Tips for Collecting Prints, from a Printmaking Expert
Portrait of Miranda Metcalf. Courtesy of Miranda Metcalf.
Tanekaya Word, “Supernova Study: No. 6” [a work in progress], 2018–20. Courtesy of the artist.
Meet Miranda Metcalf, powerhouse of the printmaking world. In 2018, after years as director of contemporary prints at Seattle’s Davidson Galleries, Metcalf launched her own podcast and magazine, Pine | Copper | Lime (PCL), which quickly became a leading voice in the field. In less than two years, she’s released over 35 episodes featuring renowned artists from nearly every continent, and has amassed over 25,000 followers on Instagram. Despite it being a fairly new presence in the art media landscape, PCL already makes regular appearances on university syllabi and has received rave reviews. In a recent conversation, this grande dame of printmaking shared pro tips and common misconceptions about print collecting she wants Artsy readers to know.
The fine print
Any aspiring print collector should note that there are two kinds of fine art prints—reproductions of an artist’s work and original works of printmaking. “There are definitely nefarious entities taking advantage of that ambiguity, selling photocopies at the price of original lithographs,” Metcalf said. In one episode of her podcast, she shared a heartbreaking anecdote of a man who’d invested in what he thought were limited-edition, original Miró lithographs. Turns out, they were reproductions. “One is worth the paper it’s printed on, and the other is truly an original,” she said. Both, however, could technically be advertised as limited runs. In order to distinguish the two, Metcalf suggests checking for a dot matrix under magnification. Its existence is a sure sign it’s a printed copy, not the solid ink of printmaking. As for a certificate of authenticity? “Anyone with a printer can make that,” Metcalf cautioned—not to mention the fact that the art world’s definition of “authenticity” is very up for debate. Luckily, that’s a secondary market worry. Collectors need not fear the grift when perusing the primary market, where most contemporary works are sold.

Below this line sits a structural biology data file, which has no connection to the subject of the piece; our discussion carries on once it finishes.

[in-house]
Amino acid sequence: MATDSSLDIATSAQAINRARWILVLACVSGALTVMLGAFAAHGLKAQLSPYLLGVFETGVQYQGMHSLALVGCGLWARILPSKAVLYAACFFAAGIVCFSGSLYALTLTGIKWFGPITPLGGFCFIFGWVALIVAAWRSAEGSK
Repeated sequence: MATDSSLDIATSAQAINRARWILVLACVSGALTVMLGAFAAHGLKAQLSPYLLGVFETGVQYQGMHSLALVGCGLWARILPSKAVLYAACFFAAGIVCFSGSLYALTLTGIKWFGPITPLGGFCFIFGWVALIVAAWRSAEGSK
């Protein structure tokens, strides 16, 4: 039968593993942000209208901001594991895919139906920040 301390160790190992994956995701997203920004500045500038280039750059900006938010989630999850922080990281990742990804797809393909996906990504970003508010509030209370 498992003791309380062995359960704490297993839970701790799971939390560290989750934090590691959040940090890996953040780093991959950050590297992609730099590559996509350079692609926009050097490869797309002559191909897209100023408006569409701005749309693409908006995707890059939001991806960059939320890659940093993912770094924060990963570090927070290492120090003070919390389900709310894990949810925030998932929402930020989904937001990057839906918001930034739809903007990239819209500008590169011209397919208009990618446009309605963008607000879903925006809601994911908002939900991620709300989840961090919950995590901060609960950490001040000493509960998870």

Up close and personal
It’s important to note that most printmaking calls for remarkably durable paper. Take, for example, Kozu paper: “You could print it, dry it, fold it up in your wallet, take it somewhere, and then just wet it, flatten it, and you’ve got your image again,” said Metcalf. This hardiness, plus the typically smaller scale of a print, allows for a more intimate experience. You can pick prints up, hold them, bring them close, and examine the fine details without having to worry about ruining them. Metcalf explained that paper is the silent partner in printmaking. In addition to the image, the quality and materiality of the paper can truly make a print. If you’re displaying your prints behind glass, Metcalf encourages a floated frame to showcase the considered play between the image and paper edge.
Price of entry
Compared to other art forms, printmaking’s lower price point offers greater accessibility to collecting. “Say you’re a merchant at the tulip mart in Antwerp 500 years ago,” Metcalf explained. “You’ll never get Jan van Eyck to paint a portrait of you and your wife in oil, but you can collect woodcuts that will bring you joy.” The same price differential applies today. According to Metcalf, instead of purchasing an IKEA stock image printed on canvas, you could enjoy an original work of art for not much more expense. With many extremely talented printmakers selling at the three-digit price point, collecting isn’t reserved for the wealthiest. In a recent episode of PCL, Armstrong Fine Art owner Bernard Derroitte compared the price of purchasing an original print to the cost of a night on the town. “Take that same money and turn it into a Jenny Robinson print,” Metcalf echoed. Besides bringing lasting joy, buying contemporary prints allows collectors to support living, working artists, which, according to Metcalf, “is always good karma.”